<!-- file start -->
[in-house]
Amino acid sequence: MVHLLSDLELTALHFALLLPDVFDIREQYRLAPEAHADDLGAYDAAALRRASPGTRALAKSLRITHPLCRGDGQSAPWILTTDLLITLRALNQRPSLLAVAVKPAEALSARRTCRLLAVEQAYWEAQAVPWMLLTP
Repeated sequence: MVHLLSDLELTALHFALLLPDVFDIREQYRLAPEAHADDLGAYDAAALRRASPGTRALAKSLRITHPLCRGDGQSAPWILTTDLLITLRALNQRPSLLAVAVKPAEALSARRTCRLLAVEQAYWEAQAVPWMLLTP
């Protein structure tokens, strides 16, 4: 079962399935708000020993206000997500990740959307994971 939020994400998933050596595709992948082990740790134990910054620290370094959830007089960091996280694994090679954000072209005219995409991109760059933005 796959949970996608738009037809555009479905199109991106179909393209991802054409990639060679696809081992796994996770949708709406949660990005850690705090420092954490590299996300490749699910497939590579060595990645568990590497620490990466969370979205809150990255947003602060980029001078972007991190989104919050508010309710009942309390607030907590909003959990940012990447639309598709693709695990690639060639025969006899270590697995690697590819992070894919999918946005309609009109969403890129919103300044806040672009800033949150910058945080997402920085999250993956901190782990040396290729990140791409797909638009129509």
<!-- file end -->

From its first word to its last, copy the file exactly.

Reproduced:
[in-house]
Amino acid sequence: MVHLLSDLELTALHFALLLPDVFDIREQYRLAPEAHADDLGAYDAAALRRASPGTRALAKSLRITHPLCRGDGQSAPWILTTDLLITLRALNQRPSLLAVAVKPAEALSARRTCRLLAVEQAYWEAQAVPWMLLTP
Repeated sequence: MVHLLSDLELTALHFALLLPDVFDIREQYRLAPEAHADDLGAYDAAALRRASPGTRALAKSLRITHPLCRGDGQSAPWILTTDLLITLRALNQRPSLLAVAVKPAEALSARRTCRLLAVEQAYWEAQAVPWMLLTP
């Protein structure tokens, strides 16, 4: 079962399935708000020993206000997500990740959307994971 939020994400998933050596595709992948082990740790134990910054620290370094959830007089960091996280694994090679954000072209005219995409991109760059933005 796959949970996608738009037809555009479905199109991106179909393209991802054409990639060679696809081992796994996770949708709406949660990005850690705090420092954490590299996300490749699910497939590579060595990645568990590497620490990466969370979205809150990255947003602060980029001078972007991190989104919050508010309710009942309390607030907590909003959990940012990447639309598709693709695990690639060639025969006899270590697995690697590819992070894919999918946005309609009109969403890129919103300044806040672009800033949150910058945080997402920085999250993956901190782990040396290729990140791409797909638009129509």